I cut off the ends.
Sliced it lengthwise down the middle, then pried the edges apart and scraped the tip of my knife down the middle, the entire length of the bean.
And that "caviar" sticks to everything. The good news is that it comes off easy too. I simply scraped the edge of my knife, very carefully, of course, across my fingers to remove the seeds into my bowl.
Keep in mind that this is vanilla in its purest form. So don't be worried if it seems like you don't have a lot. This is all I got from two beans.

Now, add that beautiful "caviar" to the cream and set aside for 15 minutes.
Sift together the flour, sugar, baking powder, and salt.
Cut the cold butter into pats.

Add to the dry ingredients and, using a pastry cutter or two knives, cut the butter into the flour mixture until it resembles crumbs.

Mix the vanilla cream with the egg, then add to flour mixture. Stir with a fork just until it comes together.

Turn the dough onto a floured surface and lightly press it together until if forms a rough rectangle.

With a rolling pin, roll the dough until the rectangle is approx. 12 by 7 inches and 1/2 - 3/4 inches thick. You can use your hands to help with the forming.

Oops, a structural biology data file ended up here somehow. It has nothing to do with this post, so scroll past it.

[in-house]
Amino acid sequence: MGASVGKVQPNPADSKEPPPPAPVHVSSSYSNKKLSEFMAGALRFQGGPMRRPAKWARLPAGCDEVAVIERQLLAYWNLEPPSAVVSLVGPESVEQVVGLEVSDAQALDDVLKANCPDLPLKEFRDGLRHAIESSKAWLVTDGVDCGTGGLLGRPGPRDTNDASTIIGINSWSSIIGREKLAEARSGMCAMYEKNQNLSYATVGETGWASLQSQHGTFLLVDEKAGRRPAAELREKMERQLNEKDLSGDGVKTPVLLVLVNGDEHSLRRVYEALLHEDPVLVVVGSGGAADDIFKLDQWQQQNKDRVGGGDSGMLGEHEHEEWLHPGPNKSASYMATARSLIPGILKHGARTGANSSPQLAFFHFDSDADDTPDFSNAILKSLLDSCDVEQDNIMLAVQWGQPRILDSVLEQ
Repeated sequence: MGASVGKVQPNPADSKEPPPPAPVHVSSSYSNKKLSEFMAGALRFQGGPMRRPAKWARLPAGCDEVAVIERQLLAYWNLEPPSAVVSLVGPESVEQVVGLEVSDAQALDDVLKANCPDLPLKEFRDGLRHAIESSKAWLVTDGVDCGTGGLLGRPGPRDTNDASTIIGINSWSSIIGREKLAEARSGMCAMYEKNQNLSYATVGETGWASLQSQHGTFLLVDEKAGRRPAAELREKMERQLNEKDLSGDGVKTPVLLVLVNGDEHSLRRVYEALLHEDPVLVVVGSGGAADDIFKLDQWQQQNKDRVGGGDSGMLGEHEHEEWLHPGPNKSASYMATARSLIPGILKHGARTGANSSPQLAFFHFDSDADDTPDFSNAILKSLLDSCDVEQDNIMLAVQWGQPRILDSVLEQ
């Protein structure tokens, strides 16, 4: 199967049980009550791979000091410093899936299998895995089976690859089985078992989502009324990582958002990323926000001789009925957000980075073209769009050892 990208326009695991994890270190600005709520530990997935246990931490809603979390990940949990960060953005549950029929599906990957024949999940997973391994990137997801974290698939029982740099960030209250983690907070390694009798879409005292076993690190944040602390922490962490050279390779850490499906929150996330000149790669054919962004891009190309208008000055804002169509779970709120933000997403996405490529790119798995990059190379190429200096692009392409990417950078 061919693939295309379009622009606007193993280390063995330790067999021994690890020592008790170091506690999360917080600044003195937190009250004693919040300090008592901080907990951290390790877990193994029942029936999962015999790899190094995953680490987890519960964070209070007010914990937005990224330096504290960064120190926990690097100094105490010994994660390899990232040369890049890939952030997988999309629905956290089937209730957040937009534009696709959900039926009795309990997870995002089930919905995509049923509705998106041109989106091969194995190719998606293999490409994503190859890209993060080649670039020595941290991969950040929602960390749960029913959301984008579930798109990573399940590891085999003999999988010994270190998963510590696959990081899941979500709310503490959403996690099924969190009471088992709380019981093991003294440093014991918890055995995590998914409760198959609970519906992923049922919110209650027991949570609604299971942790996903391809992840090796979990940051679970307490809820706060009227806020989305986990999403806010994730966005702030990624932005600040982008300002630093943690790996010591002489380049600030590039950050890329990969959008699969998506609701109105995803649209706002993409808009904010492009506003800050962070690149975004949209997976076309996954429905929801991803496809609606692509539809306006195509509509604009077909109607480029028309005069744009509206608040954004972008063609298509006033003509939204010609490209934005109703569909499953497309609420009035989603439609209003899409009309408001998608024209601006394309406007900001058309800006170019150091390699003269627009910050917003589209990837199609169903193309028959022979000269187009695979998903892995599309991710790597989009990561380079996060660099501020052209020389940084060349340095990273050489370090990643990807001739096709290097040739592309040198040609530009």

Cut the rectangle into 12 sorta-symmetrical rectangles.
Next, you'll cut each rectangle diagonally into two triangles. (sorry I forgot to take a pic)
Transfer to a parchment paper lined baking sheet and bake for 18 minutes, removing from the oven just before they start to turn golden brown.
Allow to cool 15 minutes on the cookie sheet, then transfer to a cooling rack to cool completely.

While the scones are cooling, let's make our glaze. For this you will need:
  • 1 whole vanilla bean
  • 1/2 cup whole milk, more if needed
  • 5 cups powdered sugar, sifted
  • dash of salt
Split the vanilla bean as before and scrape out the "caviar." Stir the "caviar" into the milk and set aside for 15 minutes.
This is where I sift the powdered sugar, while I'm waiting.
Mix the powdered sugar and salt with the vanilla milk, adding more sugar or milk if necessary to get the right consistency.
Whisk until completely smooth.
Dip the cooled scones into the glaze, one at a time. This is where I learned that scones can sometimes be fragile, so, after taking this pic, I used both hands to avoid breaking the scones.

Set the glazed scones on a cooling rack to let dry and allow excess to drip off. And there will be excess. I recommend setting the rack atop a baking pan, parchment or waxed paper.